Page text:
Presidents since Richard Nixon have championed energy independence as a way the country off of foreign oil. However, a new report argues that the U.S. should not simply seek independence from all foreign oil, but on reducing oil imports from unfriendly nations.
“The real issue is not independence from all foreign oil, but reducing oil imports from unfriendly nations, diversifying our supply of energy sources and ensuring that no nation can effectively manipulate markets against our national interests,” reads the report by Deloitte, a consulting firm.
The U.S. is already significantly energy “independent,” says the report, in terms of relying on domestic production, and secure energy really only applies to petroleum — 36 percent of the nation’s energy supply.
The U.S. imports 45 percent of its petroleum supply, with most of it coming from Canada and Mexico. When our friendly neighbors to the north and south are accounted for, they make up 37 percent of U.S. oil imports.
Subtracting that from the total amount of imports means only 28 percent of U.S. oil imports are considered “potentially unsecure,” from countries like Venezuela, Russia, Ecuador, or Saudi Arabia.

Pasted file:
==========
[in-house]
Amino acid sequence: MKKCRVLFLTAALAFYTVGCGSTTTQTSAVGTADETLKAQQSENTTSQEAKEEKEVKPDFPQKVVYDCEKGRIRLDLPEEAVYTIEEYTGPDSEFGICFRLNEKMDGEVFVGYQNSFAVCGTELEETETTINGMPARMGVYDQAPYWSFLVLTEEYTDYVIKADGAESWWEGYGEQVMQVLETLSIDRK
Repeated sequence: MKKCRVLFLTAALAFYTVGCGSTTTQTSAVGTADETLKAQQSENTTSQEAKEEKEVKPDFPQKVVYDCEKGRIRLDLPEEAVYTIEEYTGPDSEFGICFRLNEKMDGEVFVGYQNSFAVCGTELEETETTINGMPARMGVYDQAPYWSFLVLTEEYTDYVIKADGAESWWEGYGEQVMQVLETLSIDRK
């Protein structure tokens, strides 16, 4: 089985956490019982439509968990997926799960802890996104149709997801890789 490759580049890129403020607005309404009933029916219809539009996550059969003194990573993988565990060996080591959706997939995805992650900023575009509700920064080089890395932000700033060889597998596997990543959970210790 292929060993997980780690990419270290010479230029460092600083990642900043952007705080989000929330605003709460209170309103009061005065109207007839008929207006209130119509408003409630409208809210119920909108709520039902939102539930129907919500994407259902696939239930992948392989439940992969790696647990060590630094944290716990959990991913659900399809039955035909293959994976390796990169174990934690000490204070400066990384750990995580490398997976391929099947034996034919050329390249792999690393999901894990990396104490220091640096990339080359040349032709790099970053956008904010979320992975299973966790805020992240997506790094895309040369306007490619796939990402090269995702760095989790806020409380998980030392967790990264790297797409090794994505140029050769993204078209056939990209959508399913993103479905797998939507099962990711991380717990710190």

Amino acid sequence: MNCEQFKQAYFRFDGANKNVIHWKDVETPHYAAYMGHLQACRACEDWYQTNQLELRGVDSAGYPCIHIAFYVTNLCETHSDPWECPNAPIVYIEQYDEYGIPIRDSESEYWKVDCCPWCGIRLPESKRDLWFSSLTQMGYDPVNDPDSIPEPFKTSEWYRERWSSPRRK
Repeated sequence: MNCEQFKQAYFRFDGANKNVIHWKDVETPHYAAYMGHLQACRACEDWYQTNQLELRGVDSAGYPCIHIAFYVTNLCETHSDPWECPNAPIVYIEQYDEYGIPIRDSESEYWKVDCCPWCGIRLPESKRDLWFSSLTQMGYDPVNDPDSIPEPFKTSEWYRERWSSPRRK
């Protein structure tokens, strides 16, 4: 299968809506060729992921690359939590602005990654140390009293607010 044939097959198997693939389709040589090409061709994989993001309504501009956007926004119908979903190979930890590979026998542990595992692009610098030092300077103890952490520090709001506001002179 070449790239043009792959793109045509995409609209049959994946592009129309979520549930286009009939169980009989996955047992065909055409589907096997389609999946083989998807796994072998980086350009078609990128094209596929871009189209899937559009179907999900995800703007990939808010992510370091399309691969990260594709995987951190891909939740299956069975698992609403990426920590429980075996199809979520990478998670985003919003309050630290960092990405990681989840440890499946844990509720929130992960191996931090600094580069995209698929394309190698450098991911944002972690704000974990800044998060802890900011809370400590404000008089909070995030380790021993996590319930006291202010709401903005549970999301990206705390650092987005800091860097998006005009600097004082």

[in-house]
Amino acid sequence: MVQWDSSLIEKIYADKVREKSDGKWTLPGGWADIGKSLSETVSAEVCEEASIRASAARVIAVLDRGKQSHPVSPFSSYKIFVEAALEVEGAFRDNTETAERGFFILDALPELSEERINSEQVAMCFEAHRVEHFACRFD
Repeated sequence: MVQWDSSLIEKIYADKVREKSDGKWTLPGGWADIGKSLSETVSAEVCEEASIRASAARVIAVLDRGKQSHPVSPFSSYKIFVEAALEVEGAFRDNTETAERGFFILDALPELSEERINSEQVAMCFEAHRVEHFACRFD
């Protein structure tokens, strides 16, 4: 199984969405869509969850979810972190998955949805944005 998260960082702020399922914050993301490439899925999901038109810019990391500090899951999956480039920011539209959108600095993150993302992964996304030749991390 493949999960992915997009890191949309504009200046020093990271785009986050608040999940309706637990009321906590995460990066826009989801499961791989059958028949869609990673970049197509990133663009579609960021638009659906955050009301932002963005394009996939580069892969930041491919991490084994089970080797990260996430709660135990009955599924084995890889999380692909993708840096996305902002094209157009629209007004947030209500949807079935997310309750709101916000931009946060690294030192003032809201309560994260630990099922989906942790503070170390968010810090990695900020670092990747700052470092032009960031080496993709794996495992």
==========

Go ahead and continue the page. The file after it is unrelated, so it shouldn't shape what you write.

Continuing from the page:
Furthermore, security challenges to the U.S. only amount to 10 to 15 percent of the country’s energy portfolio.
“And, upon assuring energy security for this portion of the portfolio, complete energy independence is largely unnecessary,” the report says.
“Developing and exploiting our remaining oil and gas resources, investigating next-generation nuclear power and continuing to expand renewable energy sources, all make good sense from a variety of economic and policy perspectives,” the report continues.
An OPEC oil embargo on the United States during the 1970s, intended to punish U.S. support for Israel, caused long-lasting shortages and brought energy policy to the forefront of political discussions.
Energy issues have played a role in this presidential debate as both President Obama and Republican candidate Mitt Romney have championed energy independence and less reliance on foreign oil.
“My plan has five basic parts. One, get us energy independent, North American energy independent. That creates about 4 million jobs,” Romney said in the first presidential debate earlier this month.
“This country needs an all-out, all-of-the-above strategy that develops every available source of American energy – a strategy that’s cleaner, cheaper, and full of new jobs,” said Obama in his 2012 State of the Union address.
“Any ‘all of the above’ policy must include a healthy dose of energy efficiency as well as support for alternative and renewable energy sources,” the report continues. “Continuing and expanding on our traditional policies of market pricing and consumer choice, while pursuing measured and effective environmental and efficiency regulations, are aspects of an energy policy that truly supports national energy security.”
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